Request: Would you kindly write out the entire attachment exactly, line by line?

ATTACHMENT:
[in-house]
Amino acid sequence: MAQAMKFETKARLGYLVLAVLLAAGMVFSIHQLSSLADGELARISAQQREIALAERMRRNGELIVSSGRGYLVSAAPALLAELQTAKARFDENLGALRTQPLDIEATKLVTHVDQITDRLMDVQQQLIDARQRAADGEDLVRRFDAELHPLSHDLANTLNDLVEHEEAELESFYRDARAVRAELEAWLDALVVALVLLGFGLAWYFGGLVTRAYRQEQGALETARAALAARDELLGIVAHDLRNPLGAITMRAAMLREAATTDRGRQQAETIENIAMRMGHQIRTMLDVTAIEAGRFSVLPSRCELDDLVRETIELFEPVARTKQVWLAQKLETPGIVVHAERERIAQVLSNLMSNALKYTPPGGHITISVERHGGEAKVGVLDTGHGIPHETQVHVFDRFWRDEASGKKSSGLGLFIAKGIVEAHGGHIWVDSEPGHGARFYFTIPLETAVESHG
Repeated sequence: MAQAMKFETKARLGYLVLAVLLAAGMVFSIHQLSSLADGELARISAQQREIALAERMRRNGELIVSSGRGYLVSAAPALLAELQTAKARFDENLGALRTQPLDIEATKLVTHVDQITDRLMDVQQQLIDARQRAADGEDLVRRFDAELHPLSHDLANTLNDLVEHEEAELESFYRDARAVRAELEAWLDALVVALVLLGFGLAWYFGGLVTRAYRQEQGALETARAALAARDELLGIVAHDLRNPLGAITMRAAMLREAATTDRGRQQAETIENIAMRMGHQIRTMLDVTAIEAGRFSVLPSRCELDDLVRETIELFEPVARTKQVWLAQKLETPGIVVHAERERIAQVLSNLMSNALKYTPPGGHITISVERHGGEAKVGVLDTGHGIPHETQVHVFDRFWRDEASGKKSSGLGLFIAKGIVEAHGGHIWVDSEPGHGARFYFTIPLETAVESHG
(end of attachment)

[in-house]
Amino acid sequence: MAQAMKFETKARLGYLVLAVLLAAGMVFSIHQLSSLADGELARISAQQREIALAERMRRNGELIVSSGRGYLVSAAPALLAELQTAKARFDENLGALRTQPLDIEATKLVTHVDQITDRLMDVQQQLIDARQRAADGEDLVRRFDAELHPLSHDLANTLNDLVEHEEAELESFYRDARAVRAELEAWLDALVVALVLLGFGLAWYFGGLVTRAYRQEQGALETARAALAARDELLGIVAHDLRNPLGAITMRAAMLREAATTDRGRQQAETIENIAMRMGHQIRTMLDVTAIEAGRFSVLPSRCELDDLVRETIELFEPVARTKQVWLAQKLETPGIVVHAERERIAQVLSNLMSNALKYTPPGGHITISVERHGGEAKVGVLDTGHGIPHETQVHVFDRFWRDEASGKKSSGLGLFIAKGIVEAHGGHIWVDSEPGHGARFYFTIPLETAVESHG
Repeated sequence: MAQAMKFETKARLGYLVLAVLLAAGMVFSIHQLSSLADGELARISAQQREIALAERMRRNGELIVSSGRGYLVSAAPALLAELQTAKARFDENLGALRTQPLDIEATKLVTHVDQITDRLMDVQQQLIDARQRAADGEDLVRRFDAELHPLSHDLANTLNDLVEHEEAELESFYRDARAVRAELEAWLDALVVALVLLGFGLAWYFGGLVTRAYRQEQGALETARAALAARDELLGIVAHDLRNPLGAITMRAAMLREAATTDRGRQQAETIENIAMRMGHQIRTMLDVTAIEAGRFSVLPSRCELDDLVRETIELFEPVARTKQVWLAQKLETPGIVVHAERERIAQVLSNLMSNALKYTPPGGHITISVERHGGEAKVGVLDTGHGIPHETQVHVFDRFWRDEASGKKSSGLGLFIAKGIVEAHGGHIWVDSEPGHGARFYFTIPLETAVESHG